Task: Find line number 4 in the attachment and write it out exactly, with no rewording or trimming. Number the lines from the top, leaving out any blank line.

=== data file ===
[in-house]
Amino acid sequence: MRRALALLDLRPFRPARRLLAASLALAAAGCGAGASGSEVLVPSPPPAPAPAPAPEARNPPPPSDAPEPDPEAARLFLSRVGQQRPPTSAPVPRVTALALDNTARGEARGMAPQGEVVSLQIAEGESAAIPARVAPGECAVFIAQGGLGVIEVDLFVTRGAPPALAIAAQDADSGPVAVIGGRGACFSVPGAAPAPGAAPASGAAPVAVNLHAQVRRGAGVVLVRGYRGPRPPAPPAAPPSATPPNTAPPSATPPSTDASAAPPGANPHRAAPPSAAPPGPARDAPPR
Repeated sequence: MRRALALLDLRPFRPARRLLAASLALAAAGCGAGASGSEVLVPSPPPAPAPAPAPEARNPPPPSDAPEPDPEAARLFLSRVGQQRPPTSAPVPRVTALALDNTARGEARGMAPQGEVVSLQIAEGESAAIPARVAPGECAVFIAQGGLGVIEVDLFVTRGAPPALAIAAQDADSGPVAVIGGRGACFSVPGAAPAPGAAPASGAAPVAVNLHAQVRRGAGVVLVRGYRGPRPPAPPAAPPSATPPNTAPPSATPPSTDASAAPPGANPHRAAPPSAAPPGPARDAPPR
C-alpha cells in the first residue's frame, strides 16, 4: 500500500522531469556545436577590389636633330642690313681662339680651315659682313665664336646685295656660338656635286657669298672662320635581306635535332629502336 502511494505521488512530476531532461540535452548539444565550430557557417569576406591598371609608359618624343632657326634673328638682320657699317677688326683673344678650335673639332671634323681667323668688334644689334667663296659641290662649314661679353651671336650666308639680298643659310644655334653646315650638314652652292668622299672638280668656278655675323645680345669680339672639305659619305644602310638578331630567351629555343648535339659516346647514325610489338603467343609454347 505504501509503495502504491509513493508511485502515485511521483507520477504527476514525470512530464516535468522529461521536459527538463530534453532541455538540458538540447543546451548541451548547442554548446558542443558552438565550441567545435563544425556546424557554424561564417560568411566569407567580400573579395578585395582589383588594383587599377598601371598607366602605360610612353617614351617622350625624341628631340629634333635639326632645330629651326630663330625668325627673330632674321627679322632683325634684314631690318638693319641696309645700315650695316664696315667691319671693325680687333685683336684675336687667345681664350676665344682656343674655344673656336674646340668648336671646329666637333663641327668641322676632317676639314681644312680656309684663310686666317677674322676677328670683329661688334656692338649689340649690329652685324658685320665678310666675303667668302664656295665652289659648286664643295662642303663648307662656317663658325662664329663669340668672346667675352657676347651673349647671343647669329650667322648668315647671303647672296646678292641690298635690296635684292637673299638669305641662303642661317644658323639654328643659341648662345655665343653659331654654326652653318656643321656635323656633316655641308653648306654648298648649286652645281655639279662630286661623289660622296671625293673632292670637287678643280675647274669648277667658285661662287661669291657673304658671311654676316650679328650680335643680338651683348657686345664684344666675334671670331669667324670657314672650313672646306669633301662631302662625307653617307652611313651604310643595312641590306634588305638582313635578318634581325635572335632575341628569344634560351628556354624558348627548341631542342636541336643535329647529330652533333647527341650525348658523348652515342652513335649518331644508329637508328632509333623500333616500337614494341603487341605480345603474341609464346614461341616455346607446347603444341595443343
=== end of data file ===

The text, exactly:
C-alpha cells in the first residue's frame, strides 16, 4: 500500500522531469556545436577590389636633330642690313681662339680651315659682313665664336646685295656660338656635286657669298672662320635581306635535332629502336 502511494505521488512530476531532461540535452548539444565550430557557417569576406591598371609608359618624343632657326634673328638682320657699317677688326683673344678650335673639332671634323681667323668688334644689334667663296659641290662649314661679353651671336650666308639680298643659310644655334653646315650638314652652292668622299672638280668656278655675323645680345669680339672639305659619305644602310638578331630567351629555343648535339659516346647514325610489338603467343609454347 505504501509503495502504491509513493508511485502515485511521483507520477504527476514525470512530464516535468522529461521536459527538463530534453532541455538540458538540447543546451548541451548547442554548446558542443558552438565550441567545435563544425556546424557554424561564417560568411566569407567580400573579395578585395582589383588594383587599377598601371598607366602605360610612353617614351617622350625624341628631340629634333635639326632645330629651326630663330625668325627673330632674321627679322632683325634684314631690318638693319641696309645700315650695316664696315667691319671693325680687333685683336684675336687667345681664350676665344682656343674655344673656336674646340668648336671646329666637333663641327668641322676632317676639314681644312680656309684663310686666317677674322676677328670683329661688334656692338649689340649690329652685324658685320665678310666675303667668302664656295665652289659648286664643295662642303663648307662656317663658325662664329663669340668672346667675352657676347651673349647671343647669329650667322648668315647671303647672296646678292641690298635690296635684292637673299638669305641662303642661317644658323639654328643659341648662345655665343653659331654654326652653318656643321656635323656633316655641308653648306654648298648649286652645281655639279662630286661623289660622296671625293673632292670637287678643280675647274669648277667658285661662287661669291657673304658671311654676316650679328650680335643680338651683348657686345664684344666675334671670331669667324670657314672650313672646306669633301662631302662625307653617307652611313651604310643595312641590306634588305638582313635578318634581325635572335632575341628569344634560351628556354624558348627548341631542342636541336643535329647529330652533333647527341650525348658523348652515342652513335649518331644508329637508328632509333623500333616500337614494341603487341605480345603474341609464346614461341616455346607446347603444341595443343